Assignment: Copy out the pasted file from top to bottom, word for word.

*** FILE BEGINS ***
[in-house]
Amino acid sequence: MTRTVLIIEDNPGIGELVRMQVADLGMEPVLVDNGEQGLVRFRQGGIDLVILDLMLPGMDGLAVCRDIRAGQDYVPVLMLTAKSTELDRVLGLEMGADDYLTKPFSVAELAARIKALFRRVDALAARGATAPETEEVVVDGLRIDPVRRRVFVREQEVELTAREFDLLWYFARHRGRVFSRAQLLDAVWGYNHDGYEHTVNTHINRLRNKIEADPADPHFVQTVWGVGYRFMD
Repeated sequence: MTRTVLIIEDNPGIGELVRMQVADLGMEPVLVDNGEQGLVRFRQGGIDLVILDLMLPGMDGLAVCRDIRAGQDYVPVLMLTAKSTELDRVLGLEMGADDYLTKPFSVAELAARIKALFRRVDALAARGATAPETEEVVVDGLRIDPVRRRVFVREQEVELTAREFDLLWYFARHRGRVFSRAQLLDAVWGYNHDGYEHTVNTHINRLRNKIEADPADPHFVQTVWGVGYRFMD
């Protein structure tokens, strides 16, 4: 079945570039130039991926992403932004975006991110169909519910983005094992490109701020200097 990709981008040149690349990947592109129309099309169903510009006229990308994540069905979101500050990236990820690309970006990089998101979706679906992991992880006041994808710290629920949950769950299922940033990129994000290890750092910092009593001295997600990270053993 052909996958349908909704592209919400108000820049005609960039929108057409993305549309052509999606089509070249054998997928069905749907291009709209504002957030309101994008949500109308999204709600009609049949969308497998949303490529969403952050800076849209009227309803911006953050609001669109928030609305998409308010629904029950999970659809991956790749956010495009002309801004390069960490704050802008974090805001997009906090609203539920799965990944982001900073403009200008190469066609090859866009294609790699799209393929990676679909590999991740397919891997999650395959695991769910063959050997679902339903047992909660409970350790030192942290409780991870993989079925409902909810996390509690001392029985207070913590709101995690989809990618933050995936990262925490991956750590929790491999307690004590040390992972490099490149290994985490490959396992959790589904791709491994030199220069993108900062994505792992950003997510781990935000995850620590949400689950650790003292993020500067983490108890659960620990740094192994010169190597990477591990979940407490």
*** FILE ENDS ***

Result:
[in-house]
Amino acid sequence: MTRTVLIIEDNPGIGELVRMQVADLGMEPVLVDNGEQGLVRFRQGGIDLVILDLMLPGMDGLAVCRDIRAGQDYVPVLMLTAKSTELDRVLGLEMGADDYLTKPFSVAELAARIKALFRRVDALAARGATAPETEEVVVDGLRIDPVRRRVFVREQEVELTAREFDLLWYFARHRGRVFSRAQLLDAVWGYNHDGYEHTVNTHINRLRNKIEADPADPHFVQTVWGVGYRFMD
Repeated sequence: MTRTVLIIEDNPGIGELVRMQVADLGMEPVLVDNGEQGLVRFRQGGIDLVILDLMLPGMDGLAVCRDIRAGQDYVPVLMLTAKSTELDRVLGLEMGADDYLTKPFSVAELAARIKALFRRVDALAARGATAPETEEVVVDGLRIDPVRRRVFVREQEVELTAREFDLLWYFARHRGRVFSRAQLLDAVWGYNHDGYEHTVNTHINRLRNKIEADPADPHFVQTVWGVGYRFMD
């Protein structure tokens, strides 16, 4: 079945570039130039991926992403932004975006991110169909519910983005094992490109701020200097 990709981008040149690349990947592109129309099309169903510009006229990308994540069905979101500050990236990820690309970006990089998101979706679906992991992880006041994808710290629920949950769950299922940033990129994000290890750092910092009593001295997600990270053993 052909996958349908909704592209919400108000820049005609960039929108057409993305549309052509999606089509070249054998997928069905749907291009709209504002957030309101994008949500109308999204709600009609049949969308497998949303490529969403952050800076849209009227309803911006953050609001669109928030609305998409308010629904029950999970659809991956790749956010495009002309801004390069960490704050802008974090805001997009906090609203539920799965990944982001900073403009200008190469066609090859866009294609790699799209393929990676679909590999991740397919891997999650395959695991769910063959050997679902339903047992909660409970350790030192942290409780991870993989079925409902909810996390509690001392029985207070913590709101995690989809990618933050995936990262925490991956750590929790491999307690004590040390992972490099490149290994985490490959396992959790589904791709491994030199220069993108900062994505792992950003997510781990935000995850620590949400689950650790003292993020500067983490108890659960620990740094192994010169190597990477591990979940407490």